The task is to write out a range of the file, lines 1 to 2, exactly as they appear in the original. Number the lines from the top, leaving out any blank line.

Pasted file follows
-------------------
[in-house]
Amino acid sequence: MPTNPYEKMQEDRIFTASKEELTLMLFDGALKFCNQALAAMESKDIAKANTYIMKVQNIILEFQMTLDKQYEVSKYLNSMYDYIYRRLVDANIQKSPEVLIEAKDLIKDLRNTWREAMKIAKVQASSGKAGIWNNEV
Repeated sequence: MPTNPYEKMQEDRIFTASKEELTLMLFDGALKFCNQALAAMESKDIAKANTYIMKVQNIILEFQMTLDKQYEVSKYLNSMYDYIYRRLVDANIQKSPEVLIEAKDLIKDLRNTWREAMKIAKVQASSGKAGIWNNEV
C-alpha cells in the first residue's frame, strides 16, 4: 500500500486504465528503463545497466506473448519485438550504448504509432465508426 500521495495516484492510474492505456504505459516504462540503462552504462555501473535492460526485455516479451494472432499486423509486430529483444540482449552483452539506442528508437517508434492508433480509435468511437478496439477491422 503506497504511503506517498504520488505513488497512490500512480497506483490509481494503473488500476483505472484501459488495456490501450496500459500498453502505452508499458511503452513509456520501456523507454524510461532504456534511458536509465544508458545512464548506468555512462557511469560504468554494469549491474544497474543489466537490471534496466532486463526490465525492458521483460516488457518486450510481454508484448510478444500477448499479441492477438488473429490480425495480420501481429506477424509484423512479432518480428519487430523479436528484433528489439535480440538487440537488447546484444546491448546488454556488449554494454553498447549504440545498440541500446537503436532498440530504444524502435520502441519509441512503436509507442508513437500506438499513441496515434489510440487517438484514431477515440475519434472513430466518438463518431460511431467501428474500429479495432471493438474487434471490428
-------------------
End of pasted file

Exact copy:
[in-house]
Amino acid sequence: MPTNPYEKMQEDRIFTASKEELTLMLFDGALKFCNQALAAMESKDIAKANTYIMKVQNIILEFQMTLDKQYEVSKYLNSMYDYIYRRLVDANIQKSPEVLIEAKDLIKDLRNTWREAMKIAKVQASSGKAGIWNNEV